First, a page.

TLmag: Your installation at the Élysée Palace is in a very bright environment, while the ‘Meditation Room’ at the Guimet National Museum of Asian Arts was plunged in darkness. These are two diametrically opposed uses of gold.

P.B.: Yes. At Guimet, the idea was for the golden light to come to you, and very slowly stimulate a contemplation that creates incredible energy with this pleasant sensation of a precious thing. Together with the museum’s director, Sophie Makariou, we had the idea of launching a conversation with the existing rooms in addition to the ‘Meditation Room’. In other words, a conversation with old stories. For example, there was one screen in gold, others with precious lacquers, another cabinet entirely covered in gold with very beneficent dragons. My paintings thus punctuated these spaces, while the great work was illuminated from within. These are two aspects of gold are sometimes treated in a dynamic way, as with the triptychs which are in light, and sometimes in the dark when only a few elements are lit up.

TLmag: It is a tool that you adapt to all situations. Would you get the same effectiveness with other hues?

P.B.: It is incomparable. With earthy colours, I would not work on reflection, but rather on depth, softness, intensity, materiality. On the other hand, gold, and this very particular support that I use, allows me to have both a matte, immaterial gold, and at the same time something that exists in relief. In 1 cm, I can work on distance and foreground. As you draw near, the colour changes due to its brilliance. This is what I find very moving, because the work can be lit by full sunlight or with a candle. I remember, for example, a Portuguese church in Ouro Preto, Brazil, that was completely covered in gold with all the Baroque characteristics of the time; you enter into a dimly lit church, and then everything lights up. I have a strong memory this emotional experience with the gold, this saturation. I was just 22…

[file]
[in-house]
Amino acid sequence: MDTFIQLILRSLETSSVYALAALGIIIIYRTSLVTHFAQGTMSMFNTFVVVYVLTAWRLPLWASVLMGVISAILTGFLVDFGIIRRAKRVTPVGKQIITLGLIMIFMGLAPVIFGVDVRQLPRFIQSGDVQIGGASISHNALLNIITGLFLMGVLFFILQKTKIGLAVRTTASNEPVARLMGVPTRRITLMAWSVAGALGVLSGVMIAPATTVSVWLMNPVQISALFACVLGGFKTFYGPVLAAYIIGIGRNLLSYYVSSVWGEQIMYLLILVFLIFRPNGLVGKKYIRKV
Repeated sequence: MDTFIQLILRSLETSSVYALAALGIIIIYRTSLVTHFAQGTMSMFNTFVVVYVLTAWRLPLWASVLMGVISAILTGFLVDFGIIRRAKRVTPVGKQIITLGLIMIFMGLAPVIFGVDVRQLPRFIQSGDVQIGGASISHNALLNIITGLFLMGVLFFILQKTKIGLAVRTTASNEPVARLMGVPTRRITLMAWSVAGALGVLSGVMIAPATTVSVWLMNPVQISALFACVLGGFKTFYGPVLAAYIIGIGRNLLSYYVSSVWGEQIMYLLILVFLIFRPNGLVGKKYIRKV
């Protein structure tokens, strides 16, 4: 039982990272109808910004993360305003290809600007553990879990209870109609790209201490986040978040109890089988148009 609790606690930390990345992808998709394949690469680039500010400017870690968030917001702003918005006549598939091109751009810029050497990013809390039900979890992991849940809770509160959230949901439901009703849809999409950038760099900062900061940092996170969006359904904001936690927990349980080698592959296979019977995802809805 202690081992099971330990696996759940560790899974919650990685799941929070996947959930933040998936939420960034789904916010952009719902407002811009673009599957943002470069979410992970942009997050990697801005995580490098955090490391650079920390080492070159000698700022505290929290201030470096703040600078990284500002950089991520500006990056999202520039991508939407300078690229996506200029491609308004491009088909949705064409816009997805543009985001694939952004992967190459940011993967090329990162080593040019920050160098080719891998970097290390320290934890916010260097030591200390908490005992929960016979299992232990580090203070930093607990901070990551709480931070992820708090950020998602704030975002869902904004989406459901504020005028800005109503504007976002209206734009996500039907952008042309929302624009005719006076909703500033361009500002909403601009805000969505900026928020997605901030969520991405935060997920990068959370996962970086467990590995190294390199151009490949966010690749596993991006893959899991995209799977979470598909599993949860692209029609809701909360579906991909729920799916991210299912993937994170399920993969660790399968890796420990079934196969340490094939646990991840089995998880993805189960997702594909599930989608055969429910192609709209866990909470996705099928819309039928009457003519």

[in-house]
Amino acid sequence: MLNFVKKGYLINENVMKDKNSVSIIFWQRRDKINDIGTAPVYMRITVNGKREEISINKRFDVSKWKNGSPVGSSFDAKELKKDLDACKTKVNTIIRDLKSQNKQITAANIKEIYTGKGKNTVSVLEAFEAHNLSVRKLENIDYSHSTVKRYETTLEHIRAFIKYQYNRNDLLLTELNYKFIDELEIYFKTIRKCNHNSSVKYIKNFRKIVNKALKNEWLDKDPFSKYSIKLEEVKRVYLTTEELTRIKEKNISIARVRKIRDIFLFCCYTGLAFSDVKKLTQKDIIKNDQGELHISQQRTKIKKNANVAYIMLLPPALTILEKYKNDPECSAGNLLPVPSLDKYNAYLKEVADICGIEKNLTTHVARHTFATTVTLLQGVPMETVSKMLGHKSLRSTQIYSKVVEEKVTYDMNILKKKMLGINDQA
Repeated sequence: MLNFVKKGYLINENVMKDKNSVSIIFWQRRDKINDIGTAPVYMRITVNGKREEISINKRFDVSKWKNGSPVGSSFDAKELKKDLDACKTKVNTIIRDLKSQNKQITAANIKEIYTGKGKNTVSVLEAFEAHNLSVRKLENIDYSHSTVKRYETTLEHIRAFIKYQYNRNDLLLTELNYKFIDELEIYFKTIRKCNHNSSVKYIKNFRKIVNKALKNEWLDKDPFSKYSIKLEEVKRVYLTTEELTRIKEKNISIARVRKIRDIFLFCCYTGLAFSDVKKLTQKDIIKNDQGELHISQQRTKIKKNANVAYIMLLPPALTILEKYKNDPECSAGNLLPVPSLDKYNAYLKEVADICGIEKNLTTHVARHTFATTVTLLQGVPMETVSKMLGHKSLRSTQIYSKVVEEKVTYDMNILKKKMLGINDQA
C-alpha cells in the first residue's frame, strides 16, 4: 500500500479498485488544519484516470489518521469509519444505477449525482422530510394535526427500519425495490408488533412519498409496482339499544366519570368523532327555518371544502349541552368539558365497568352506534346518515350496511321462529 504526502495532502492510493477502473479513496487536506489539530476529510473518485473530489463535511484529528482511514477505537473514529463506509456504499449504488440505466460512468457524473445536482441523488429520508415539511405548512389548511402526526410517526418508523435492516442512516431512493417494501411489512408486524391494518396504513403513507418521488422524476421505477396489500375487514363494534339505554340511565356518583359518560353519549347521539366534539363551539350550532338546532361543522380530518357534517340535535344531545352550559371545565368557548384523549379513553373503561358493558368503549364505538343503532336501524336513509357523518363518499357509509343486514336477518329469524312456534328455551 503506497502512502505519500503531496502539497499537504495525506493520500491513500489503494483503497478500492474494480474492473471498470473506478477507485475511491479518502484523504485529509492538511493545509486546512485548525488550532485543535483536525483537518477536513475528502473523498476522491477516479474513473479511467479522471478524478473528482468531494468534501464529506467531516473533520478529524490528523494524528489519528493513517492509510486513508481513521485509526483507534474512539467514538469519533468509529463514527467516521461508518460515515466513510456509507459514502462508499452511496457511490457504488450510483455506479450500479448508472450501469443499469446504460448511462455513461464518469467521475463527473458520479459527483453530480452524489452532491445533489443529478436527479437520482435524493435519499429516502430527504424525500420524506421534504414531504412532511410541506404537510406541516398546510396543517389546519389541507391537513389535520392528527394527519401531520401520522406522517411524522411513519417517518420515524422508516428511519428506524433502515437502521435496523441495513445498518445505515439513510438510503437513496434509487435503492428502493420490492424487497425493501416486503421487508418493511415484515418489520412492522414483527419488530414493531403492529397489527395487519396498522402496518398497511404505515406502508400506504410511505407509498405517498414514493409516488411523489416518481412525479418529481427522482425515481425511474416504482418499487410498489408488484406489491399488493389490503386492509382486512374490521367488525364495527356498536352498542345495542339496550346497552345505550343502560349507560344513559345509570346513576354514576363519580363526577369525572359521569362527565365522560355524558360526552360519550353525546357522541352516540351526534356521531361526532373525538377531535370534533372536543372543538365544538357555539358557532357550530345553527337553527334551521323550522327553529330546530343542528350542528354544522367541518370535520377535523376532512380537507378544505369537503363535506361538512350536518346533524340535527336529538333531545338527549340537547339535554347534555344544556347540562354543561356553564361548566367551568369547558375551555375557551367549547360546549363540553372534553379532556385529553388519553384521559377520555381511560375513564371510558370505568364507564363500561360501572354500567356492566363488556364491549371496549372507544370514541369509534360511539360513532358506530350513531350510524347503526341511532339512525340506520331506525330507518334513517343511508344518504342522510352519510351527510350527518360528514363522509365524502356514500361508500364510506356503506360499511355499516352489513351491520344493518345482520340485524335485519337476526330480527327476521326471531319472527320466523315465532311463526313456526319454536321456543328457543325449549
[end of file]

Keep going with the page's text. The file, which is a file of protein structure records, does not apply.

TLmag: Before being a colour, gold would above all be a glow, a light…

P.B.: Absolutely. We can also talk about the colour of gold in terms of alloys: a mixture with silver or copper, red gold and all the rest of the palette: green, lemon yellow, etc. There are several colours of gold that have been worked throughout the history of art, depending on the styles of the times.

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Bronze Painting 126, mixed media on metal mesh, 160 x 130 cm, Photo by Luca Bonnefille
Bronze Painting 46, 2016, exhibited at the Guimet Museum in 2021, mixed media on metal mesh, 180 x 180 cm, Photo by Luca Bonnefille
Clifford Chance, original mural, polychrome in shades of bronze created in a private mansion, Paris, Photo by Jacques Pépion
Textile work composed of seven panels created for the Palais de l’Élysée in collaboration with the Mobilier national, Paris. Courtesy of Atelier Pierre Bonnefille
Original mural created for the staircase of the Loro Piana boutique, avenue Montaigne, Paris, as part of a project by the Italian architect Misa Poggi, Photo by Jacques Pépion
Detail, Loro Piana boutique, Photo by Jacques Pépion